Mary Grace von Thron, Campus Carrier deputy news editor
On April 8 at 7p.m., Berry will host their annual Scholarship Night, an event dedicated to recognizing and thanking donors who have invested in Berry students and their education.
Director of Alumni Development Jennifer Schaknowski explained that Scholarship Night also serves as an opportunity for donors to connect with their student recipients.
“It’s a chance to recognize them, celebrate what they have done for Berry, and also to connect them with their student recipients,” Schaknowski said.
According to Cyndi Court, vice president for advancement, a large amount of donations made to student scholarship programs are in the form of endowments. According to the West Virginia University Foundation, an endowed scholarship is a donation of a large sum of money that is used to generate investment income that funds a scholarship or scholarship program continually.
“A lot of times the donor will give a current gift to support a scholarship recipient, but sometimes they make a much larger gift and they set up an endowment,” Court said. “So those funds will come to students every year from the endowment. Many of our donors have been doing this or their family’s been doing this for generations.”
At Berry, grants and scholarships are refered to as “gifts” because they are considered free money. According to the Berry College website, this is because financial aid does not have to be repaid given that grants are often need-based and scholarships are merit-based.
In years past, Scholarship Night was held in the Cage Center with dinner provided for donors. Last year, Scholarship Night was completely cancelled due to the COVID-19 pandemic. This year, donors will be invited to attend the event virtually.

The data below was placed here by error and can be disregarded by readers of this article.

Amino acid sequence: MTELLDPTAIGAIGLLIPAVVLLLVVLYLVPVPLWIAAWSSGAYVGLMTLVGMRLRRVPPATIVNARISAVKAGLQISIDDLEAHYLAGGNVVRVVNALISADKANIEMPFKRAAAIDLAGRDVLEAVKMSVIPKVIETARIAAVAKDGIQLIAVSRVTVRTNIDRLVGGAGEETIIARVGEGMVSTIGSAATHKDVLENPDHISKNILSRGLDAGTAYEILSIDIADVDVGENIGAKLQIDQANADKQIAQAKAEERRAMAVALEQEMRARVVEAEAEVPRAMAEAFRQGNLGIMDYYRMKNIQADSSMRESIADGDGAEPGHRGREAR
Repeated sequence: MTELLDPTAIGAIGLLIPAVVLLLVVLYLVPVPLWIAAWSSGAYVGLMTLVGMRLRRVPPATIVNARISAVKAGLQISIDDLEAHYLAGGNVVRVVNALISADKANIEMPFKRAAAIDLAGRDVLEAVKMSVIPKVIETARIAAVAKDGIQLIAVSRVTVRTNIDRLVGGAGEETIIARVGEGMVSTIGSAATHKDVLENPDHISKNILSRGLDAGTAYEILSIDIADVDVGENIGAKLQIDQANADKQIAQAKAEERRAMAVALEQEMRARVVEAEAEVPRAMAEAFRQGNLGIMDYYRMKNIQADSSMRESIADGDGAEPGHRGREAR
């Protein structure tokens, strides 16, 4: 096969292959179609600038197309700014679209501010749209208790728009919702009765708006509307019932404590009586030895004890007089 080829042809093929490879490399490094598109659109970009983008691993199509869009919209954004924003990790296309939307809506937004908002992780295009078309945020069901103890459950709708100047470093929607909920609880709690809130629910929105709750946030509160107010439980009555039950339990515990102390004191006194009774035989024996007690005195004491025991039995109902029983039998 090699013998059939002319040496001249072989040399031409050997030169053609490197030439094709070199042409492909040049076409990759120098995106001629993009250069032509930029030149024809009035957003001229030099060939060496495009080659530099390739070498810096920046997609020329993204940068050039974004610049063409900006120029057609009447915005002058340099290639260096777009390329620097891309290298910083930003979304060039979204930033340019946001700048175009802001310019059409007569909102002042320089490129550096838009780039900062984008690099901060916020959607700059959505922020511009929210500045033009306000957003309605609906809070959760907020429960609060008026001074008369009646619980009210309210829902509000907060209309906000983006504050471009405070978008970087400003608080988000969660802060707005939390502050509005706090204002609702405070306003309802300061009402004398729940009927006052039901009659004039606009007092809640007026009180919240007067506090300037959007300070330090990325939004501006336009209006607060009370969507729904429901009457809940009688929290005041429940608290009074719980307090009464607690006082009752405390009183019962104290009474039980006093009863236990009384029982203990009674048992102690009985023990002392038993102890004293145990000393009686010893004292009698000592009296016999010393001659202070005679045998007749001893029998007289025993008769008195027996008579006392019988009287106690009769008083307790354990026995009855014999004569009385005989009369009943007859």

Brenda Jenkins, director of donor relationships and stewardship, said that while Scholarship Night will be virtual this year, many of the event’s traditional aspects will be honored in some way, such as students holding candles as donors come into the Cage Center.
The origin of the candle holding tradition dates back to Martha Berry’s time.
“One of the things that Martha Berry actually started in her day was having her students line up in front of Hoge with candles when donors like Emily Vanderbilt Hamilton would come to Berry and visit Martha,” Schaknowski said.
During the event, donors will hear speeches from President Steve Briggs as well as a current Berry students who benefit from donor contributions, and Dallas Reynolds, a member from the Berry College class of 1965. Reynolds was able to attend Berry through a scholarship he received and now is a frequent donor to other Berry scholarship programs.
“[Reynolds] looks back at his time at Berry and how impactful and transformative it was in his life and how he wants to make sure he’s making that happen for the next generation,” Schaknowski said.
Several other alumni will share their story of how they have personally benefited from donor contributions.
Schaknowski explained that donors appreciate hearing how their donations have directly affected students who would not have been able to come to Berry without the help of a scholarship.
“It helps to reignite a donor’s passion for Berry and makes them feel good about their relationship with Berry and that they’re supporting the mission of Berry,” said Court.
Alumni Beth Earnst, class of 1993, was able to attend Berry through the help of donors. She later assisted in creating a work study scholarship in honor of her mentor at Berry, Ted Touchstone, who passed away in 2010.
Earnst mentioned that when she was a student she was not able to meet the donors who made it possible for her to attend Berry, so being able to meet students who have been directly impacted by her donations has been very special for her.
The theme for this year’s scholarship night is Lighting the Way. This theme evokes the symbolism of the donors’ investment in Berry students, as well as memories of the lines of student candleholders who have greeted supporters since the days of Martha Berry.